Rethinking Primary Care Delivery
Students at Carnegie Mellon's School of Design recently worked with the Mayo Clinic's Center for Innovation on a project aimed at improving primary care delivery.
In a podcast on iTunes U, the clinic's Maggie Breslin (A'04), senior designer and researcher, and Carnegie Mellon Professor Shelley Evenson discuss the collaboration between the clinic and service design students at the university. (Download the podcast on iTunes U.)
Breslin highlights that while there's been an exponential growth of medical knowledge from 1945 to today, there's been virtually no change in how that health care is delivered. Years ago, people had one doctor that they saw, for most of their lives, and that physician knew everything about their patient.
But with the increase in medical knowledge and specialization, plus the increase in mobility among the U.S. population, that old model just doesn't work as well anymore.
"Most people's primary care is no longer coordinated — it is in fact very fractured," Breslin said. "Patients often end up being the only one who has all of the knowledge in one place."
The goal for the Center for Innovation at the Mayo Clinic, which is also reflected in larger policy initiatives at the government level, is to bring a multi-disciplinary approach on transforming how healthcare is delivered. Designers and researchers are part of that multi-disciplinary thinking because they bring a very human-centric approach to these topics.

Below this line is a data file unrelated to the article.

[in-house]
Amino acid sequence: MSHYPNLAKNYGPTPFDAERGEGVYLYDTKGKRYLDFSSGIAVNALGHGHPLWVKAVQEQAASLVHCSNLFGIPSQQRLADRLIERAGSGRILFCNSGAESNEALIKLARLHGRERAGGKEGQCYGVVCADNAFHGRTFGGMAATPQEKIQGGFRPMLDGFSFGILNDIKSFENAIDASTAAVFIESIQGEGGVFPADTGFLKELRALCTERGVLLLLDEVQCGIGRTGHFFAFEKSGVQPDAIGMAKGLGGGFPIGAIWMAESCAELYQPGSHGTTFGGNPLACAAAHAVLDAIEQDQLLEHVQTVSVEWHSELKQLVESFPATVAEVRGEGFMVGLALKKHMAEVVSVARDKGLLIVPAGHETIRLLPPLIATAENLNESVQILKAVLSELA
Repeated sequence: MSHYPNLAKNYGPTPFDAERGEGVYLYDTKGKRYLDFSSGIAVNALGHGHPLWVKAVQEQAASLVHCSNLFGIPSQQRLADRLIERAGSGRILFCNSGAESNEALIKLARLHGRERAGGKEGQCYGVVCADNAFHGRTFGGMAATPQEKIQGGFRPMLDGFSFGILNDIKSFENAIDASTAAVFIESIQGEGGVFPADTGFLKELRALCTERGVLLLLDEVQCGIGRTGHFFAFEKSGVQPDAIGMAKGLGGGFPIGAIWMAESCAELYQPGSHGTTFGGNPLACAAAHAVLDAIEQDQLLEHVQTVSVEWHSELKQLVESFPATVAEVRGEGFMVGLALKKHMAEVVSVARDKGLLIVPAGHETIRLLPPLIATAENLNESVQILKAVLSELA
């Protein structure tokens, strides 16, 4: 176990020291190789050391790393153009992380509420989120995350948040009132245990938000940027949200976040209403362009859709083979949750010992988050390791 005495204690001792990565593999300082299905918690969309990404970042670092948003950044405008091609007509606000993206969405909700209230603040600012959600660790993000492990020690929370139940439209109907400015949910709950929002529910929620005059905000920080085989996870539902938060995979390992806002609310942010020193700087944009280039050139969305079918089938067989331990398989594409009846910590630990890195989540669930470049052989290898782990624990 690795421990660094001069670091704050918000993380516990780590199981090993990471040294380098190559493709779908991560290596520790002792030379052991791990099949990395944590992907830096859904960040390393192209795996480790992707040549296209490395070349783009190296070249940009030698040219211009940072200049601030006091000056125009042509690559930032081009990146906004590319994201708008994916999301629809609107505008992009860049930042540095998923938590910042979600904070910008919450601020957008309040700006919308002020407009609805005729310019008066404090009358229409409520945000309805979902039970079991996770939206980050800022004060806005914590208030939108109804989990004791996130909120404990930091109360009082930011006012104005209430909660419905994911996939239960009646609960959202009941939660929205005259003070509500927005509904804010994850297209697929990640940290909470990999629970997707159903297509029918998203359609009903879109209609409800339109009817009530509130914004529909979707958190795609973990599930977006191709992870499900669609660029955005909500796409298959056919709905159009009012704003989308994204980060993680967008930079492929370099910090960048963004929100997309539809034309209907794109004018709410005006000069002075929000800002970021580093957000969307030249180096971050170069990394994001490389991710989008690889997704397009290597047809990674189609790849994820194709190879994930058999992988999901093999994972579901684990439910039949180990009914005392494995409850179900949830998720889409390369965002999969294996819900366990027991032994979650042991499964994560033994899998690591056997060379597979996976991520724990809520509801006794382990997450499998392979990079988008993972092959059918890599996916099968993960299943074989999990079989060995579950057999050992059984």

"We're looking at figuring out how we should be delivering primary care in today's modern age," Breslin said.
How did working with Carnegie Mellon help this project? The course drew students from a variety of disciplines: design, architecture, human-computer interaction.
Working with the Mayo Clinic and the third partner in the project — the design firm Continuum — the students tackled a complex and interdisciplinary problem with excitement, says Evenson.
Students in the course spent time examining the research results, understanding and defining the problem, and developing new concepts for addressing this challenge. Each of the five teams had different approaches, but all came up with the idea of "patient care teams" — where patients become more responsible for their own care. Physicians would become part of "service teams" providing care for patients.
Breslin noted that the students' ideas were very well received at the Mayo Clinic. A key factor, Breslin added, was that the students really understood the core, important idea of healthcare: the relationship between the patient and a care provider.
Related Links: School of Design | BusinessWeek Article on Maggie Breslin | School of Architecture | HCII
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